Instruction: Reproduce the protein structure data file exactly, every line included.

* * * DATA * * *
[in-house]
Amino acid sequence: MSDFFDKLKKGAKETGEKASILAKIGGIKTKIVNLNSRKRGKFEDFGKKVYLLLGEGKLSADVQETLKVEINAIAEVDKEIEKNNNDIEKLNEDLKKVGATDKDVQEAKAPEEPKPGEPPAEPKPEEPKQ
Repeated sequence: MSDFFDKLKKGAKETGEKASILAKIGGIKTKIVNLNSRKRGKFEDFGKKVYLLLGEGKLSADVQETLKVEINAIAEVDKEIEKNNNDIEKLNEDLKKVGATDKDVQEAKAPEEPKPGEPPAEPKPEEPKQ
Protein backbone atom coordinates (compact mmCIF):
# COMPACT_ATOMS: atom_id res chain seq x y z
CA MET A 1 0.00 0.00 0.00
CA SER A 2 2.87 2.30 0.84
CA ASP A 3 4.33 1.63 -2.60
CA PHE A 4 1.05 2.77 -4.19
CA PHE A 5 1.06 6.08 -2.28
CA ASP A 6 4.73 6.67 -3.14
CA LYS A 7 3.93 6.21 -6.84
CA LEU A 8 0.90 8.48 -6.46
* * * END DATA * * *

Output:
[in-house]
Amino acid sequence: MSDFFDKLKKGAKETGEKASILAKIGGIKTKIVNLNSRKRGKFEDFGKKVYLLLGEGKLSADVQETLKVEINAIAEVDKEIEKNNNDIEKLNEDLKKVGATDKDVQEAKAPEEPKPGEPPAEPKPEEPKQ
Repeated sequence: MSDFFDKLKKGAKETGEKASILAKIGGIKTKIVNLNSRKRGKFEDFGKKVYLLLGEGKLSADVQETLKVEINAIAEVDKEIEKNNNDIEKLNEDLKKVGATDKDVQEAKAPEEPKPGEPPAEPKPEEPKQ
Protein backbone atom coordinates (compact mmCIF):
# COMPACT_ATOMS: atom_id res chain seq x y z
CA MET A 1 0.00 0.00 0.00
CA SER A 2 2.87 2.30 0.84
CA ASP A 3 4.33 1.63 -2.60
CA PHE A 4 1.05 2.77 -4.19
CA PHE A 5 1.06 6.08 -2.28
CA ASP A 6 4.73 6.67 -3.14
CA LYS A 7 3.93 6.21 -6.84
CA LEU A 8 0.90 8.48 -6.46